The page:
- Author Edited by John Squire, Read by Robert Portal
- Narrator Robert Portal
- Publisher HarperCollins Publishers
- Run Time 3 hours and 34 minutes
- Format Audio
- Genre Bibliographies, catalogues, Cookery / food by ingredient: egg, cheese and dairy products.
Listen to a sample
What to expect
Where can you read about a monstrous cheese big enough to hold a girl of 13 inside? Or that the invention of the bicycle directly, and poorly, impacted sales of cheddar? Or that some of the first cheese makers hid gold coins inside their wheels of dairy as a sales tool?
Brethren, the writer calls you this because he hopes that you are ‘cheese-minded’ like himself.
This classic and charming book, a timeless love letter to English cheeses was first published in 1937, newly rediscovered and charmingly illustrated by EH Shepard. It is a treasure trove of wonderful anecdotes including the tale of the monstrous cheese big enough to hold a 13-year-old inside, the Stilton that purred like a cat and the famous cheesemaker in Manchester who selected which Cheshire cheese to sell based on where the mice had been nibbling ‘as they were the best judges of a good cheese’.
Sir John Squire, a notable journalist of the time, collected together ‘a galaxy of talent’, with the aim of making this ‘one of the most delightful and entertaining gift books that has ever been published’. Each of the distinguished ten contributors champion an individual cheese, setting forward their passionate and compelling arguments, celebrating the differences and delights of each type. Through their explorations, the chequered beauties of the English landscape unfolds.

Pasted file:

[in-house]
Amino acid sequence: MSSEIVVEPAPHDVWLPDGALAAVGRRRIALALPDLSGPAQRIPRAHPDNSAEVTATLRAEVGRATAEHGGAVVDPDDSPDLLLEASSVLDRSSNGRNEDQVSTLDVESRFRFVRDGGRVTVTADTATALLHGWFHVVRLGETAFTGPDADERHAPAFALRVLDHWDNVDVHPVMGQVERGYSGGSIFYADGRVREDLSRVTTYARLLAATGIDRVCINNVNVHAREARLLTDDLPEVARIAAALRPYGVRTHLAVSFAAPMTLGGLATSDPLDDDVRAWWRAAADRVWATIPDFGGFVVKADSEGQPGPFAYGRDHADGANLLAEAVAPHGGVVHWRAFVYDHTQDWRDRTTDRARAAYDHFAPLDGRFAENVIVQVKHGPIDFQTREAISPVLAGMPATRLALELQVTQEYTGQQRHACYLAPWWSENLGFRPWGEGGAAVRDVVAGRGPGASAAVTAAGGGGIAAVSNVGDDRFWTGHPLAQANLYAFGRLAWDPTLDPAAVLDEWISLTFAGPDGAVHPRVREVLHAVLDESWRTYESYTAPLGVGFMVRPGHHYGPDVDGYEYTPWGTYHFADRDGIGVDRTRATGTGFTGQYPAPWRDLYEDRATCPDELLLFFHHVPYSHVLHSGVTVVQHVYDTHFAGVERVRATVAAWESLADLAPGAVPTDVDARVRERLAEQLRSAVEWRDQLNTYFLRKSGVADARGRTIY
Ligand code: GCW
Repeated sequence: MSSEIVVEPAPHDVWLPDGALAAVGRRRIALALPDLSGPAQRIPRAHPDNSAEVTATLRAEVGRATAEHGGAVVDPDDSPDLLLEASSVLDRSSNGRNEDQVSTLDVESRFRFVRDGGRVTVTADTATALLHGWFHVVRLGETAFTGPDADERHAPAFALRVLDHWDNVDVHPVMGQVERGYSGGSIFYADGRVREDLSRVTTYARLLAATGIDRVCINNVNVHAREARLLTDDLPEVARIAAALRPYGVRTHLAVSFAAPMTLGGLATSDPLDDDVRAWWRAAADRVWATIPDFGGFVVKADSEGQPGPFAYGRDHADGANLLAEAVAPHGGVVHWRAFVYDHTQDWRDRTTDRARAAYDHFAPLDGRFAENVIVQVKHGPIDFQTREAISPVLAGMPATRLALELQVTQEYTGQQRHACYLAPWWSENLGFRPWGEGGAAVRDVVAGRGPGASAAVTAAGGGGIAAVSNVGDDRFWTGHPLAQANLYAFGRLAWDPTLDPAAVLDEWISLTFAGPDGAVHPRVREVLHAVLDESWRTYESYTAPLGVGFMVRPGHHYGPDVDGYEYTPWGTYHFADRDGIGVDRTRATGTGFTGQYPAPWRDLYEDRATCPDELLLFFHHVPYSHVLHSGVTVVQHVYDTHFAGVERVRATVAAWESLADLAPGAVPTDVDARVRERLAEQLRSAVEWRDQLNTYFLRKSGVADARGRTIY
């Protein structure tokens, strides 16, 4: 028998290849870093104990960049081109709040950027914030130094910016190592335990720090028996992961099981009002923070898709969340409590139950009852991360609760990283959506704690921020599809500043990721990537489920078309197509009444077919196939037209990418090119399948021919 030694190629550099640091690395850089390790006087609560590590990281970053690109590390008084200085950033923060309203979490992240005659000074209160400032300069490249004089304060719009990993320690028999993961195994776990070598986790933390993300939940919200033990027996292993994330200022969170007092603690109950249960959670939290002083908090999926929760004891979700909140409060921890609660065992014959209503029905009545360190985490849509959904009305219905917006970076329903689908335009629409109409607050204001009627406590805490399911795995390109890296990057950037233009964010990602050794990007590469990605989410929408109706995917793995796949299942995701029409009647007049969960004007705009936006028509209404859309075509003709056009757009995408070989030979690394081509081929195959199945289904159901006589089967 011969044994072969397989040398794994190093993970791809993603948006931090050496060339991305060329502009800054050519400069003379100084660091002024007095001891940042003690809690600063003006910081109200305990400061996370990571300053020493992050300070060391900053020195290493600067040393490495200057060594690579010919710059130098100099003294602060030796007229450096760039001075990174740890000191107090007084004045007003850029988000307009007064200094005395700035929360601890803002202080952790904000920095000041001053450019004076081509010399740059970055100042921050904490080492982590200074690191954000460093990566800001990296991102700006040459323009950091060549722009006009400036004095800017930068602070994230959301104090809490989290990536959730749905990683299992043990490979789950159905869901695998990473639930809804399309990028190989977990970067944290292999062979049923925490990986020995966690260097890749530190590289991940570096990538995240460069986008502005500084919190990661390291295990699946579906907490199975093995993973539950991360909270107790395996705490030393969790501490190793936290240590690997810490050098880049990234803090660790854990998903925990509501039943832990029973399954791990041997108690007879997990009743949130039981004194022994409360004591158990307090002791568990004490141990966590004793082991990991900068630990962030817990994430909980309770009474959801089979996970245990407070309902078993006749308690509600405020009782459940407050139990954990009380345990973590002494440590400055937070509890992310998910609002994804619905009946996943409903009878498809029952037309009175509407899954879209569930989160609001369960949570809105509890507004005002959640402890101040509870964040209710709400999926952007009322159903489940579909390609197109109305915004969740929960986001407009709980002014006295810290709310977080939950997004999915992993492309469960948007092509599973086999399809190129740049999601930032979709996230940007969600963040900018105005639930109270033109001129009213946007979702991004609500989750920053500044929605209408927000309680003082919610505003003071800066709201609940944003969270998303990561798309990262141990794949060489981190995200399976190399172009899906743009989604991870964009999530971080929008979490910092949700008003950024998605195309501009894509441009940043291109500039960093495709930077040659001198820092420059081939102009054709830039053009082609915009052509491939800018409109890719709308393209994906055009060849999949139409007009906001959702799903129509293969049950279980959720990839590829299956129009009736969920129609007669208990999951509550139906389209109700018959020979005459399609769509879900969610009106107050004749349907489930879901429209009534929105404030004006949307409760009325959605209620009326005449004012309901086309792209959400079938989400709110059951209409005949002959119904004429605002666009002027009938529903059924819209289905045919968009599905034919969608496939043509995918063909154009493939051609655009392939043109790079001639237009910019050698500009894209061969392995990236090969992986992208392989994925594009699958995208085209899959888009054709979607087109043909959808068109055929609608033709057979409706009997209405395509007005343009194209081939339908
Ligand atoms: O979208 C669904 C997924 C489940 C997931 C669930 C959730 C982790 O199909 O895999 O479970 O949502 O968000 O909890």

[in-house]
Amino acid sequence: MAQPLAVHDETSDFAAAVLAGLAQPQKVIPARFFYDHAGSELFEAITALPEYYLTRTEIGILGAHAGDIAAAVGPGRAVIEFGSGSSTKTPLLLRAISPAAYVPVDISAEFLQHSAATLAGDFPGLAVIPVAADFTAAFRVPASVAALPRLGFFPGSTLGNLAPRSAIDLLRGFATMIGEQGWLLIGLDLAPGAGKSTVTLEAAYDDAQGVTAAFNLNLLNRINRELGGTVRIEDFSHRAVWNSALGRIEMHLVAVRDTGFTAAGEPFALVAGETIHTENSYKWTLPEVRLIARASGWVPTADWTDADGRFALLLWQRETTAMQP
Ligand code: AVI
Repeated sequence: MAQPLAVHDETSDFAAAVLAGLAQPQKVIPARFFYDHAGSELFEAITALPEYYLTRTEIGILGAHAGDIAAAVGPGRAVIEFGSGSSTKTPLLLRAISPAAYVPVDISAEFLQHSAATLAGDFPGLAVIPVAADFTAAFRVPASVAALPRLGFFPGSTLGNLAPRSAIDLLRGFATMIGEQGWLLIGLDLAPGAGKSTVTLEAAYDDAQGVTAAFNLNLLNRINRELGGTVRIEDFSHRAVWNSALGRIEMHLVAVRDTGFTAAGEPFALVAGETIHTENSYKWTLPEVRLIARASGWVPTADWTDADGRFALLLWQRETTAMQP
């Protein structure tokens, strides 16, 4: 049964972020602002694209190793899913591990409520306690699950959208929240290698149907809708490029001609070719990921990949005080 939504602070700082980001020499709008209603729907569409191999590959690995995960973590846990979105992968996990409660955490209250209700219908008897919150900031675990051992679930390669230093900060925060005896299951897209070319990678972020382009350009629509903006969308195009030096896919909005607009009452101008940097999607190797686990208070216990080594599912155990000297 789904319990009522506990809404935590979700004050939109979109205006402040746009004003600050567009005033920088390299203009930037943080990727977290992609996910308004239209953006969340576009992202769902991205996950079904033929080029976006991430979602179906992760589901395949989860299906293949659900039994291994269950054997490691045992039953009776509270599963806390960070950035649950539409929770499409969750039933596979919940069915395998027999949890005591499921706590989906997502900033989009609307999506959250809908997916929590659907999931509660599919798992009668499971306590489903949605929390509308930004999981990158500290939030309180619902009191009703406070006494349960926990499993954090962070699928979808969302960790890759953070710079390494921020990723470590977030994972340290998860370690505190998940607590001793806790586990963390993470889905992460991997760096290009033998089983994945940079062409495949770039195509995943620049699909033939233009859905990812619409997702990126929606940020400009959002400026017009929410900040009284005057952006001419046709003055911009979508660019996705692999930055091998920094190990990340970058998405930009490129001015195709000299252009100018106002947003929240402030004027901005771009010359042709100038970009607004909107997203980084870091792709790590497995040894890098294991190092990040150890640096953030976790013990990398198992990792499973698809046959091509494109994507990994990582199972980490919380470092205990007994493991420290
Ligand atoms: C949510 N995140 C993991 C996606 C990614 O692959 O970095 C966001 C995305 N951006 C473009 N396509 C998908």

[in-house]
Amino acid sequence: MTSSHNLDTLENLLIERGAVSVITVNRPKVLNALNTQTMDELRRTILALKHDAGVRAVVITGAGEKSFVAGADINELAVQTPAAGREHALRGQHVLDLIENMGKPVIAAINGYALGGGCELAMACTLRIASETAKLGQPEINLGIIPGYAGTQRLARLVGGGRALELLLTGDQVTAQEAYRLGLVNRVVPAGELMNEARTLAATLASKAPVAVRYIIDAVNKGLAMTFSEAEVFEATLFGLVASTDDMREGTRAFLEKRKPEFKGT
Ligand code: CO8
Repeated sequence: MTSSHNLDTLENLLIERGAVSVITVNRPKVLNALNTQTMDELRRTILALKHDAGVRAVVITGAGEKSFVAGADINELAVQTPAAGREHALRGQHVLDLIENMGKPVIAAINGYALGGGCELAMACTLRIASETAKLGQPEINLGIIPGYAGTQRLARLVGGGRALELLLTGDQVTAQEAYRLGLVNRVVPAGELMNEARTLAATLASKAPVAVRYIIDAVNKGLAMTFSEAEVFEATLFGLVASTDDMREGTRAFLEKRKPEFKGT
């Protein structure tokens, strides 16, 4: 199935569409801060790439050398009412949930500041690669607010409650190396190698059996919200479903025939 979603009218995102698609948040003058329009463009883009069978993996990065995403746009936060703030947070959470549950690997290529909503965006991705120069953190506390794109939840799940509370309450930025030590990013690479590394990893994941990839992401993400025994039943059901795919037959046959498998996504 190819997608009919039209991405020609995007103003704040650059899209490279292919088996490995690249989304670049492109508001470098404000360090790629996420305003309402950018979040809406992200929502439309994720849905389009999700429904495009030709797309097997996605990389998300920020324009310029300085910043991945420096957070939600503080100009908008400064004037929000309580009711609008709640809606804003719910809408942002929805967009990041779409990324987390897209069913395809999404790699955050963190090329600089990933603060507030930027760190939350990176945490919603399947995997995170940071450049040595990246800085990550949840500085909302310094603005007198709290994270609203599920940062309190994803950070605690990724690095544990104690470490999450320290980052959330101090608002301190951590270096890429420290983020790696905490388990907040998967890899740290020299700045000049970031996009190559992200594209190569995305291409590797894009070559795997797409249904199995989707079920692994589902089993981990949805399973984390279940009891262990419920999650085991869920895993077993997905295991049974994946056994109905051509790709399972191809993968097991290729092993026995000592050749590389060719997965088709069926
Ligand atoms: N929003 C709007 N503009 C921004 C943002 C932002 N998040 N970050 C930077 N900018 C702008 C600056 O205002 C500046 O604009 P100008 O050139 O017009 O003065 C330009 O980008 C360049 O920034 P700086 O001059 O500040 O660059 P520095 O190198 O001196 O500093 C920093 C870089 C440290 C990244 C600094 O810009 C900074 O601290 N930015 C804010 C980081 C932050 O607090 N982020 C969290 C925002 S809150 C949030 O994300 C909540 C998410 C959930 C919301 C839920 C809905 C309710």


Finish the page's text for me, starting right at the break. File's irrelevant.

It will certainly whet the appetite for English cheese, for that is ultimately what matters most, as after all ‘the only way to learn about cheese is to eat it.’
“This is a rare treat, a rediscovered gem. While the stories, history and beautiful illustrations contained within this book will fill you with a sense of bucolic enchantment, its message about provenance and place is still just as relevant today as it has ever been” Dulcie Crickmore, Fen Farm Dairy
“Cheddar Gorge is a delightful book full of fascinating anecdotes that narrate the history of artisan British cheesemaking up to World War II. These stories are of as much interest to cheese enthusiasts today as they were when the book was first published.” Ros Windsor, Paxton & Whitfield
“A fascinating glimpse of a lost world of British cheeses, at once familiar and wildly exotic. Essential reading for anyone curious about British cheeses past, present, and future.” Bronwen and Francis Percival, authors of Reinventing the Wheel: Milk, Microbes and the Fight for Real Cheese
“This is why I make cheese!! British food is understated – particularly in cheese – but is now starting to rival what France has done. But don’t tell the French, they won’t let me back in the country!” Peter Kindel, Cheesemaker, Daylesford Organic Farm
“Cheddar Gorge is a lovely period piece. The EH Shepard illustrations are delightful and its superb essays clearly demonstrate that quality regional cheeses existed well before the current British dairy renaissance.” Ivan Day, Food Historian
“Cheddar George gives the modern cheese maker and enthusiast a fascinating history and insight and will now remain the inspiration for artisan cheese makers. Without these stories and anecdotes, British cheeses would not have the strong respect and identity they do around the world today.” Simon Bowden, The Whole Cheese
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